Not only does Section 392.3 of the FMCSR prohibit truck drivers from driving while sick (if their sickness makes it unsafe to drive), but it also prohibits trucking companies from requiring or permitting their drivers to get behind the wheel while they are ill. As a result, in the case of a commercial truck accident involving a sick truck driver, it may be possible to hold both the driver and the trucking company liable. Since violating the federal safety regulations for commercial trucking can be considered a form of per se negligence in Tennessee, proving that a truck driver was unfit to drive due to an illness can be sufficient to establish a claim for financial recovery in some cases.
What Should You Do If You Were Hit by a Sick Driver?
With these legal principles in mind, what should you do if you are involved in a collision with a driver who appears to be sick at the time of the accident?
1. Call 911
As with all accidents, the first thing you should do is call 911. When the responding officer arrives, provide any details that he or she requests and make sure you obtain a copy of the accident report. If the officer observes that the driver is sick and notes this in the accident report, this could help prove your claim for financial compensation.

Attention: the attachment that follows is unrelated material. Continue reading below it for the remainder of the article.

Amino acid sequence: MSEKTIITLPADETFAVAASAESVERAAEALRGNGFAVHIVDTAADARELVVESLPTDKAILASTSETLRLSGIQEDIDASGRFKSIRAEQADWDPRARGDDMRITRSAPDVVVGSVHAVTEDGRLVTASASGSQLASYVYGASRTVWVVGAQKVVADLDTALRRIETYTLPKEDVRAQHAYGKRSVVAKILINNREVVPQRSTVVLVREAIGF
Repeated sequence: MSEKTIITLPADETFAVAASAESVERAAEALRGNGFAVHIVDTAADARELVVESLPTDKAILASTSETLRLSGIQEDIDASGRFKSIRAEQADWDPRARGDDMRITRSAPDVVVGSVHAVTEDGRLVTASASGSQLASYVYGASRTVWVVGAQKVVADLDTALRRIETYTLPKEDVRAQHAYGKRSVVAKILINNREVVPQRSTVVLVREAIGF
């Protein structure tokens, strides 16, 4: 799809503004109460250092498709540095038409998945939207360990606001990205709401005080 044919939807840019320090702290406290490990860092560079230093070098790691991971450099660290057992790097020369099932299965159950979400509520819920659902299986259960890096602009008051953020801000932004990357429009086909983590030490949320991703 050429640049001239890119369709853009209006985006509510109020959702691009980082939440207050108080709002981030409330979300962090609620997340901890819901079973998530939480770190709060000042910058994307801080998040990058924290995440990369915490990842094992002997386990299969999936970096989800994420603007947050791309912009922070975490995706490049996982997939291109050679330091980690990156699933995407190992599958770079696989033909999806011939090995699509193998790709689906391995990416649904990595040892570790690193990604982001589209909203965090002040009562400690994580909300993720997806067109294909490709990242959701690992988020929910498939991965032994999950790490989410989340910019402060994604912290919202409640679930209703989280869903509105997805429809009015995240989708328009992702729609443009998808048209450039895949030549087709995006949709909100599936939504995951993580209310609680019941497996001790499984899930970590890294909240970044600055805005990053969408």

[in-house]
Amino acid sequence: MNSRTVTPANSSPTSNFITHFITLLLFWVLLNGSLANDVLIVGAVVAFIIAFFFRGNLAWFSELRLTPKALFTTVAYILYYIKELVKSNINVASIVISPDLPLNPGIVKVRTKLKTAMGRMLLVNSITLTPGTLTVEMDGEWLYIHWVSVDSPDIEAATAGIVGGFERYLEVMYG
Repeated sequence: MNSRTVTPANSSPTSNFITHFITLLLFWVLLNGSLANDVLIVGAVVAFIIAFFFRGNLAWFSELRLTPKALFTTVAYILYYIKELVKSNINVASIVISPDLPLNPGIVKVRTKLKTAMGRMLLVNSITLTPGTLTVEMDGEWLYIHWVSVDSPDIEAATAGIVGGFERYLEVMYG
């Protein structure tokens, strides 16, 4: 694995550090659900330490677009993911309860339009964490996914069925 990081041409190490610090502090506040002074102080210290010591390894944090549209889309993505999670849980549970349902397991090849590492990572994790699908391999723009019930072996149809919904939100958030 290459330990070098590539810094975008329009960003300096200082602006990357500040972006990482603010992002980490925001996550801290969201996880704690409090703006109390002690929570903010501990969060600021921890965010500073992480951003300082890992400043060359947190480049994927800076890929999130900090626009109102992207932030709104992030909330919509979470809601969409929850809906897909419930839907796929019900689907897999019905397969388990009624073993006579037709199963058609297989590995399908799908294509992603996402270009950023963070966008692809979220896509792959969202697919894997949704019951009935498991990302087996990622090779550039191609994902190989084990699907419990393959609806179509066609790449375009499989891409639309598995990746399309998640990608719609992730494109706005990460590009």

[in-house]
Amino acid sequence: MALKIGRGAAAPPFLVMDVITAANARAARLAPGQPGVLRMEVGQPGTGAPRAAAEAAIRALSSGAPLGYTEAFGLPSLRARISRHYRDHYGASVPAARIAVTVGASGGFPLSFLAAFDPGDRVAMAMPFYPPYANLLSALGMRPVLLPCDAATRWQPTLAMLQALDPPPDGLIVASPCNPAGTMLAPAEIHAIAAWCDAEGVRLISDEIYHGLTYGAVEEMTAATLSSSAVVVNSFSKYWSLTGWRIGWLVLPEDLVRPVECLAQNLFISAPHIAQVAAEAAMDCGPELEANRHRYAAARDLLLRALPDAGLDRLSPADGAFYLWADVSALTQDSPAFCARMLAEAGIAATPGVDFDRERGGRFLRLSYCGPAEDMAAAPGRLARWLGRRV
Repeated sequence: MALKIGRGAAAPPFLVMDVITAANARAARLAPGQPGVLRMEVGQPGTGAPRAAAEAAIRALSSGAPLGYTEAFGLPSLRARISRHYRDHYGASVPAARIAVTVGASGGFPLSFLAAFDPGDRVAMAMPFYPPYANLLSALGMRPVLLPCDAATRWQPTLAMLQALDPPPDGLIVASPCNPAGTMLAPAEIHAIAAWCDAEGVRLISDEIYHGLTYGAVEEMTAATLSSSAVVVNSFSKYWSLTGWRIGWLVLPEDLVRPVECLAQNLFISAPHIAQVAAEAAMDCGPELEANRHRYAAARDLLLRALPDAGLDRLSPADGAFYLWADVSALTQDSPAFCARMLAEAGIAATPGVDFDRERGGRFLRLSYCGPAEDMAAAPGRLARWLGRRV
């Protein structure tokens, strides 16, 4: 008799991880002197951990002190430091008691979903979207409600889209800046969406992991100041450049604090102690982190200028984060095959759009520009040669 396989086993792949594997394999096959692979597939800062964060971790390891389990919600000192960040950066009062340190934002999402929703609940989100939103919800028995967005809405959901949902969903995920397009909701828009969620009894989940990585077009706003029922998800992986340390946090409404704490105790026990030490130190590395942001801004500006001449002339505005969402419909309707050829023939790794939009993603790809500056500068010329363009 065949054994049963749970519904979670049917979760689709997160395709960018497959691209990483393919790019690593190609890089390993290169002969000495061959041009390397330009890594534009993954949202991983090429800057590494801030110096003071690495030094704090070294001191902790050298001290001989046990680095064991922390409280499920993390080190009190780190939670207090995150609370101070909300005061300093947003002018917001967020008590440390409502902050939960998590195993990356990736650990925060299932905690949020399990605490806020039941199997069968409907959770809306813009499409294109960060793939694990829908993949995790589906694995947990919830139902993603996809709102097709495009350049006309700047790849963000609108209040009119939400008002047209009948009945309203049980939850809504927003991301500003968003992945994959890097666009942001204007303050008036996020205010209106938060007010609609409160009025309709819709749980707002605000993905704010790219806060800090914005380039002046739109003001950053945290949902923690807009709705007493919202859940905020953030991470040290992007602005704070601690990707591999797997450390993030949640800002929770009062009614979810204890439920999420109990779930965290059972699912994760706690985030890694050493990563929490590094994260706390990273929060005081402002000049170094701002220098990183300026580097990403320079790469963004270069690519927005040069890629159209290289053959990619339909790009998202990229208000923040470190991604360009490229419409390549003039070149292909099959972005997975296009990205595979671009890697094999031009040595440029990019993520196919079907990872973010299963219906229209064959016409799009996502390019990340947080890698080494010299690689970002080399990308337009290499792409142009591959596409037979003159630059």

2. Take Notes
Write down the driver’s vehicle and insurance information, and take note of the factors that make you believe the other driver is sick. Was he or she coughing or sneezing excessively? Did he or she appear feverish? Did he or she admit to being drowsy or under the influence of prescription medications? The more information you can record, the better.
3. Take Photos
Take plenty of photos at the scene of the accident. Document the damage to each vehicle and the scene where the accident occurred. Regardless of whether the other driver was sick or some other factor (such as being distracted) is to blame, you will need evidence to prove that he or she was at fault in the collision.
4. Contact an Attorney
In addition to any information and photos you take at the scene of the accident, you will also need to hire a law firm to promptly conduct a thorough investigation. Depending on the circumstances of the accident, this may involve conducting a forensic investigation at the scene, obtaining video footage of the accident, obtaining the other driver’s medical or phone records, and various other steps. You will also need to work with an attorney to calculate the full extent of your financial and non-financial losses and negotiate a fair settlement with the driver’s insurance company.
Discuss Your Accident with an Injury Lawyer in Clarksville or Springfield, TN
If you have been injured in an accident in Clarksville or Springfield, contact us to speak with an attorney about how to protect your legal rights. You can reach us 24/7, so call 931-647-1501 or tell us how to reach you online now.